Guests visiting Lady Luck Casino Nemacolin in Farmington will now be able to enter the casino at no charge after Churchill Downs Inc., which manages the casino, paid $1 million to lift the $10 access fee.
The Pennsylvania Gaming Control Board accepted the payment Monday. Vice President/general manager of the casino Gary Hendricks said he was pleased the fee had been lifted.
“I am excited that the barrier has been removed to allow guests to enter the casino at no charge,” said Hendricks. “In addition, I would like to thank our loyal guests who have stayed with us for almost six years in spite of this deterrent.”
This is just one of the changes since the casino, which opened in 2013 and is located one mile from Nemacolin Woodlands Resort, was acquired by Churchill Downs earlier this year.
“We encourage all guests to come back and check out all the ongoing changes that are occurring since our acquisition by Churchill Downs, Inc. from Eldorado Resorts, Inc. Many additional changes that will be part and parcel of Churchill Downs continued investment in Lady Luck Casino Nemacolin include new slots, new players club and benefits, and the return of valet services to the property,” Hendricks said.
State Sen. Pat Stefano, R-Bullskin Township, is vice chairman of the Senate Community and Economic Development Committee, which oversees the gaming board. Stefano said he fought long and hard to give Category 3 Casinos like Lady Luck the ability to remove the access fee, which deterred some guests.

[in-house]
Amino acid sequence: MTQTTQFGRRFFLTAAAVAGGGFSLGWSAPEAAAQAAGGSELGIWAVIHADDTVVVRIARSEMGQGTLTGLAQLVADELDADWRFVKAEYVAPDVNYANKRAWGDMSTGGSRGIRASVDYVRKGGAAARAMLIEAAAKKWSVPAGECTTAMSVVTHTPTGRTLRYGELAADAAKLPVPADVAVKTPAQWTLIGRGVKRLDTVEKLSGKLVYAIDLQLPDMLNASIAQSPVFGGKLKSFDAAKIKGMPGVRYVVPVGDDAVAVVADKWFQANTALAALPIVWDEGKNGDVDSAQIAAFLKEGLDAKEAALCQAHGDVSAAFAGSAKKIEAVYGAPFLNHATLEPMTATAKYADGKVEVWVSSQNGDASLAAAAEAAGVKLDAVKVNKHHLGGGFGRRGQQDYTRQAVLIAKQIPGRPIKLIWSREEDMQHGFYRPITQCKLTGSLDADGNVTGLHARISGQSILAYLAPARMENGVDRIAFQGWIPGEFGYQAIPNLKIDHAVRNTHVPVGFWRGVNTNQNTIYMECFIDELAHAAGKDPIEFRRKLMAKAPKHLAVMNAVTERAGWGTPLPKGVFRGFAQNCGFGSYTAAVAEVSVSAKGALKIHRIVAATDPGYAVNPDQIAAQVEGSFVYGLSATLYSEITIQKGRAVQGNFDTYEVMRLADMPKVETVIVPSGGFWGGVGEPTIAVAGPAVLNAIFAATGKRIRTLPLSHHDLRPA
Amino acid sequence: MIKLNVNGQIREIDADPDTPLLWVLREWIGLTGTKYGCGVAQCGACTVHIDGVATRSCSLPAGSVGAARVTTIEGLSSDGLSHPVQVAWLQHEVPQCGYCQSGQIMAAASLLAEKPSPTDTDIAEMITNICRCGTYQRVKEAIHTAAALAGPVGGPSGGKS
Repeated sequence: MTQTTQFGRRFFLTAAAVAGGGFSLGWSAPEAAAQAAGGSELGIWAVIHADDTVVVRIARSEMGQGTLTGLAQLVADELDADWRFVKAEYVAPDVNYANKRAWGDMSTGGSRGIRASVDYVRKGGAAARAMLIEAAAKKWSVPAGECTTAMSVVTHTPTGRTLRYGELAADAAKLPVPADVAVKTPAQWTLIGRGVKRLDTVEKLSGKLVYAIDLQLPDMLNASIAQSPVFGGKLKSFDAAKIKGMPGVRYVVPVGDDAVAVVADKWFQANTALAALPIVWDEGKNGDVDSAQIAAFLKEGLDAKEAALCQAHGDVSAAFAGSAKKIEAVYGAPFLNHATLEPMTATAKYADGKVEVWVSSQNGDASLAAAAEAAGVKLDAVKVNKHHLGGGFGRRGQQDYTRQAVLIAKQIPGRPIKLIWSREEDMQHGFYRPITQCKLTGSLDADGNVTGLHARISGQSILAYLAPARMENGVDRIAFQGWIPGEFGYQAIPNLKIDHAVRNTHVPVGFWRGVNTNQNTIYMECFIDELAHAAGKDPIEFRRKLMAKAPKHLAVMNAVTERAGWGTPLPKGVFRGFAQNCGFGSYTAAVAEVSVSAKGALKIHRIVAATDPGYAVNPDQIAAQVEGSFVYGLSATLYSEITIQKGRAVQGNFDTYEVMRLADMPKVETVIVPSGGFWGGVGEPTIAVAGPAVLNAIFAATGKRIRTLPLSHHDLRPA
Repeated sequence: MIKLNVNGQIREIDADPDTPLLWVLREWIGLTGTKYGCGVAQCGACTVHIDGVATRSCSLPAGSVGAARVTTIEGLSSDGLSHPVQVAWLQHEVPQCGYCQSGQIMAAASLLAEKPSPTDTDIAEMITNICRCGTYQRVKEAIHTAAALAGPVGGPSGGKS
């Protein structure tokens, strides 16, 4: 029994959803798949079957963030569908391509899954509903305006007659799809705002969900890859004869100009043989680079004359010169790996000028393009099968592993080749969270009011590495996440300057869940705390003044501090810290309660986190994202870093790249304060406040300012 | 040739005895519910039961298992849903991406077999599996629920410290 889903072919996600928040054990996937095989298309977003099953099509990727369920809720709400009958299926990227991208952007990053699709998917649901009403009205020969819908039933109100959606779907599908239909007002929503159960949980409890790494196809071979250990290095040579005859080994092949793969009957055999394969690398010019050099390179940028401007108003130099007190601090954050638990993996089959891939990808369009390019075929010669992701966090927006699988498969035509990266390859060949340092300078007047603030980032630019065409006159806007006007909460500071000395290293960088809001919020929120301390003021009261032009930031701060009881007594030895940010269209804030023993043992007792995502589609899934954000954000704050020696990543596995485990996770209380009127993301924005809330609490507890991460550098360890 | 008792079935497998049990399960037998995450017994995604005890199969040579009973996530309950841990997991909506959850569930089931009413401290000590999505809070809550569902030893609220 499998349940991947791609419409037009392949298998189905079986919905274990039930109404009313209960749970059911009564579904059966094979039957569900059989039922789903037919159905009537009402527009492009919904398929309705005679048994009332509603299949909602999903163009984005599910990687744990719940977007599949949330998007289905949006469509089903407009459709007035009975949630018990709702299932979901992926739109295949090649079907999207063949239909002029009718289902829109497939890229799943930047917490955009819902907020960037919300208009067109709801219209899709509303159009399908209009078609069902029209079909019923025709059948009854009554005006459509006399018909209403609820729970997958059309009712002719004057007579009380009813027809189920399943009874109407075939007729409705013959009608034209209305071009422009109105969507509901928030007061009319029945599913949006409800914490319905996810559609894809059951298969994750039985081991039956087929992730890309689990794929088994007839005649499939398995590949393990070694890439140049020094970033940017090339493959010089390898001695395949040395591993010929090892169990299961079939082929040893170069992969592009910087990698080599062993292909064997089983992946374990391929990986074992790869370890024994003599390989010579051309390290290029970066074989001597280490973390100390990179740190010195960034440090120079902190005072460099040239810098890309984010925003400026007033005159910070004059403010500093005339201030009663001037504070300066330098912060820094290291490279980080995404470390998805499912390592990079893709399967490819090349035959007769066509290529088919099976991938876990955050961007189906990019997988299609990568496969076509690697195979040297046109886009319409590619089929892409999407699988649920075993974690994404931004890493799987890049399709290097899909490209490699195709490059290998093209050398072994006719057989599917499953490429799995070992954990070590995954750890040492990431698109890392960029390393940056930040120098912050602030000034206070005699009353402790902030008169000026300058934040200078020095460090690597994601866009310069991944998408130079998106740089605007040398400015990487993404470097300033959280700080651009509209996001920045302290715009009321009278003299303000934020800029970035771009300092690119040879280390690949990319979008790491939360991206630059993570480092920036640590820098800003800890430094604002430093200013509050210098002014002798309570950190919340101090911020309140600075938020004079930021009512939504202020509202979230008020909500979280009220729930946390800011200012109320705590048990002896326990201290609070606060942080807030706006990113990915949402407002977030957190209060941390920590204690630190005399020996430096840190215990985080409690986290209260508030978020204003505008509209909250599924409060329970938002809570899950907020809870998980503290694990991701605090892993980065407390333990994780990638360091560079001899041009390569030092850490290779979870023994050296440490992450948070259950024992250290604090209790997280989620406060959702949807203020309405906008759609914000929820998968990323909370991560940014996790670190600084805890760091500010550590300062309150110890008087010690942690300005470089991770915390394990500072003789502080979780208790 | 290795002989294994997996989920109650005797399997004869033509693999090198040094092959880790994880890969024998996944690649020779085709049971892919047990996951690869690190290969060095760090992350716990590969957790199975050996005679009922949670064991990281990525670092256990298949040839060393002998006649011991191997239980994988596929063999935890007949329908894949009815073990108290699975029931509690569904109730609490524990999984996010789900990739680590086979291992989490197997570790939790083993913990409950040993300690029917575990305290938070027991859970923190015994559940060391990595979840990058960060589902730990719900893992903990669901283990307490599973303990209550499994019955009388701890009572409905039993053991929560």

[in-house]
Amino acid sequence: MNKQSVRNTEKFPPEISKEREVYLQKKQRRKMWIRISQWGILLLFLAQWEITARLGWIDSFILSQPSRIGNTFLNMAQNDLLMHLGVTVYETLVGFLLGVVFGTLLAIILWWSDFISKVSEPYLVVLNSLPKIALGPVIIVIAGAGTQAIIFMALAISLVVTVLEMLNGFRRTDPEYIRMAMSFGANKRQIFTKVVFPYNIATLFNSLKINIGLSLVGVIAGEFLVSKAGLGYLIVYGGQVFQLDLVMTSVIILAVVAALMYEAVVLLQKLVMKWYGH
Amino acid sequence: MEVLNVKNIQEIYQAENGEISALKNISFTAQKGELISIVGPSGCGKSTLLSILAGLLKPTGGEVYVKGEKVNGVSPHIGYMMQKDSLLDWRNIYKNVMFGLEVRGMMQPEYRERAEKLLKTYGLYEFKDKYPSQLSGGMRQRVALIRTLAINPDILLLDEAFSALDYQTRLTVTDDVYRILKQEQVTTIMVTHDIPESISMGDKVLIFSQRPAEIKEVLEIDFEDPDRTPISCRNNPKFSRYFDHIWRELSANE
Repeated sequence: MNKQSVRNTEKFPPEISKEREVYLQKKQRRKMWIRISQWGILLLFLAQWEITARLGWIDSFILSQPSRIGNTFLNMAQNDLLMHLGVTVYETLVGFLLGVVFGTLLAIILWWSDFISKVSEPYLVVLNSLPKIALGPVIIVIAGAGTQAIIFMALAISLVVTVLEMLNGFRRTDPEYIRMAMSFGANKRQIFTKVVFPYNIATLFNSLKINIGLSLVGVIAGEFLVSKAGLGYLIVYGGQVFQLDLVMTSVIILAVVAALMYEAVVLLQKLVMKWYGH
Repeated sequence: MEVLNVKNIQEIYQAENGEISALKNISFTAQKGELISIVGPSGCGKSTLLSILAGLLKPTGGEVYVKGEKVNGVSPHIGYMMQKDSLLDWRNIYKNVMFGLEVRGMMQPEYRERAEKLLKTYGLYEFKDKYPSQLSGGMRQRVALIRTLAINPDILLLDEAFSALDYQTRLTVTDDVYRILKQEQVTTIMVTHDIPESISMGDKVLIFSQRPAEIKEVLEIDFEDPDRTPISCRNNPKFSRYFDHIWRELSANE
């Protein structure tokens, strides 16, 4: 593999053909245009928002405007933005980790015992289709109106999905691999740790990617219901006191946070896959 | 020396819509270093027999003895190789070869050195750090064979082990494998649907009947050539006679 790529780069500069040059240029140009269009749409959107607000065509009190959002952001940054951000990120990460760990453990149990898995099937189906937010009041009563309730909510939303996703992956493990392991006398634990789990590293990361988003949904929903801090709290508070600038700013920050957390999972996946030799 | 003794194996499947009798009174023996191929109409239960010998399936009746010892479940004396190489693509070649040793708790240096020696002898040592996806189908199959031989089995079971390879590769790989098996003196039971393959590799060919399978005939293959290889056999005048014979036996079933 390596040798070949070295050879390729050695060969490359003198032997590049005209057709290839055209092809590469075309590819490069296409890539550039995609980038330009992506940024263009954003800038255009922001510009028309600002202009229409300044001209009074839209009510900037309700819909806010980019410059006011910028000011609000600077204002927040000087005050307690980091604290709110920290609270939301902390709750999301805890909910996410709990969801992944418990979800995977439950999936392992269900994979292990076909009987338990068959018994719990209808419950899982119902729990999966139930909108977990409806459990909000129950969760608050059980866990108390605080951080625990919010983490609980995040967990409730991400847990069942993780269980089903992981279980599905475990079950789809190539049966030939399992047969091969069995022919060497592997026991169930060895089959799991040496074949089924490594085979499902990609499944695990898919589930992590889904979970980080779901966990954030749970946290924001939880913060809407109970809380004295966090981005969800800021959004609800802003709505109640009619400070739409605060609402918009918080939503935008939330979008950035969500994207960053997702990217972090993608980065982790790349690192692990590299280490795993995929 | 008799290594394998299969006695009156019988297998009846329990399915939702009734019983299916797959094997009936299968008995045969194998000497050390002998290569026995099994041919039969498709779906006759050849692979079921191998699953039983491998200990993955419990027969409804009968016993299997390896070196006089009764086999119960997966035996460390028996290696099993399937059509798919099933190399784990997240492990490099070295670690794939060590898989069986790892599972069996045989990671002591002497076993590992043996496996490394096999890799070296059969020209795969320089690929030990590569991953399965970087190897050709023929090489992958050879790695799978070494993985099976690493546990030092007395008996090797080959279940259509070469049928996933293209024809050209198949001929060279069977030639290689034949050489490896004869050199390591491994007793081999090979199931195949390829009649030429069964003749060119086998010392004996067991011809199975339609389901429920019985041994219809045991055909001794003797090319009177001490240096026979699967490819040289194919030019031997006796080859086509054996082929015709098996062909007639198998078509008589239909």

“This is an exciting step forward for Lady Luck Casino,” said Stefano. “I have seen firsthand people come to the casino intending to play right here in our community only to turn around and walk out the door upon learning of the access fee.”
The legislation, which was signed into law by Gov. Tom Wolf in October 2017, expanded gaming across Pennsylvania and removed requirements that limited casino customers to guests of the hotel, membership holders, and patrons of other resort amenities. Valley Forge, another Category 3 licensee, paid the $1 million fee on Nov. 1, 2017, and has seen continued revenue growth since then, officials said.
“This step will help generate more players and secure hundreds of jobs at Lady Luck Casino, while providing more revenue for local projects through the Local Share,” said Stefano. “I applaud Churchill Downs, the new operators of Lady Luck for demonstrating their commitment to Fayette County with this investment.”
In March the Gaming Control Board approved a change in management at Lady Luck, with Churchill Downs, operator of the Kentucky Derby, taking over from Eldorado Resorts.
Churchill Downs already manages Presque Isle Downs & Casino in Erie. In their petition to the board, the new management company noted Presque Isle Downs and Lady Luck generated a combined 6%of the state’s total slot machine revenue and 2% of its total table game revenue last year.
Lady Luck opened in July 2013 and has 600 slot machines and 27 table games in the 69,000-square foot resort casino.